… Although Trollope’s fifty or so novels have retained their popularity for some, many others have relegated him to the Stuffy Victorian Fiction shelf, approachable only by way of a BBC miniseries. In her .. New Men in Trollope’s Novels (2007), scholar Margaret Markwick says that, in theme at least, the novels are more modern than they might at first appear. Subtitled Rewriting the Victorian Male … many excerpts .. show that Trollope had some challenging views about men, women, and marriage. The passage below is excerpted from the 1866 novel The Belton Estate, which a young Henry James — twenty-four, and still fifteen years away from his first novel — reviewed as "a stupid book, without a single thought or idea in it ... a sort of mental pabulum”:
The theory of man and wife — that special theory in accordance with which the wife is to bend herself in loving submission before her husband — is very beautiful, and would be good altogether if it could only be arranged that the husband should be the stronger and greater of the two. The theory is based upon that hypothesis, — and the hypothesis sometimes fails of confirmation. In ordinary marriage, the vessel rights itself, and the stronger and greater takes the lead, whether clothed in petticoats, or in a coat, waistcoat and trousers; but there sometimes comes a terrible shipwreck, when the woman before marriage has filled herself full with ideas of submissions, and then finds that the golden-headed god has got an iron body and feet of clay.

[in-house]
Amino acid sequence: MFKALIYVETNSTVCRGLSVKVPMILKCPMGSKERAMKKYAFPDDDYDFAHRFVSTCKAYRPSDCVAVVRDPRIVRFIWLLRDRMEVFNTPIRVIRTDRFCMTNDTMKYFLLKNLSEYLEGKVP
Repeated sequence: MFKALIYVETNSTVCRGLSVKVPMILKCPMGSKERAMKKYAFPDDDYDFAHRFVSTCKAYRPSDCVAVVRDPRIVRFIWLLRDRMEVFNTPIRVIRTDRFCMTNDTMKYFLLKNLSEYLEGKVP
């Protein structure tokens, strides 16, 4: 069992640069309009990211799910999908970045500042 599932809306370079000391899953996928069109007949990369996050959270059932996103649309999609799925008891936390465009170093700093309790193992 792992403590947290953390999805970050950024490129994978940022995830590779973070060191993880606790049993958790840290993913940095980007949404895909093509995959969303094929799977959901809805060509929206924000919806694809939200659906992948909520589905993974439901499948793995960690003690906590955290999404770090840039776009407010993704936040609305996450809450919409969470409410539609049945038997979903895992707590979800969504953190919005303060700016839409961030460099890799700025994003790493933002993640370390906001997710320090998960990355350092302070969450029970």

My old friend Eileen was married at 16 to an ex-Marine. Both subsequently accumulated many degrees, served in the Foreign Service in several different countries, and lived a life totally different from the one those first facts might suggest. But I recall Eileen reflecting on marriage at such a young age, saying, “We were married twelve years before I admitted that sometimes Bobby could be boring.”
I can’t think of young brides and boring husbands without thinking fondly of Lady Glencora, married off at 15 to Plantagenet Palliser, heir to the Duke of Omnium and with apparently no thought in his head more florid than the possibility of being Chancellor of the Exchequer someday. Lady Glencora’s main qualifications to be Planty Pal’s bride were these: a) she was heiress to the greatest fortune in England and b) she was an orphan, the ward of men whose idea about money was that its highest purpose was to be wed to more money, the tenderness of its young owner’s spirit be damned.
Lady Glencora’s own passion is for the ne’er-do-well Burgo Fitzgerald and at some point soon after her marriage she hopes to run off with him … but wait! She learns she is pregnant. At this point, my thinking switches from Trollope to John Galsworthy, damning Soames Forsyte forever with the line: “He raped your mother.” How did Lady Glencora get pregnant anyway? What was it like for her?
I have been the mother of a mid-teen girl more recently than I have been a girl in her mid-teens, but from either point of view it was a baffling time. When I was 15, I would go from giggling with girlfriends to being felt up by [male] family friends. I preferred the first reality but lived in a world where the second kept intruding.
Not only with aggressive men — fathers of children I babysat for — but with newspaper headlines about, e.g. Errol Flynn. Somehow, I didn’t think my parents would be like Beverly Aadland’s mom: “My baby was a virgin when she met Errol Flynn.” Fond though one can grow of Plantagenet Palliser over the course of the six Palliser novels, when it comes to debauching 15-year-olds, the old dear just wasn’t in the same class as Errol Flynn. Yet that’s what the heirs of great men did in those days.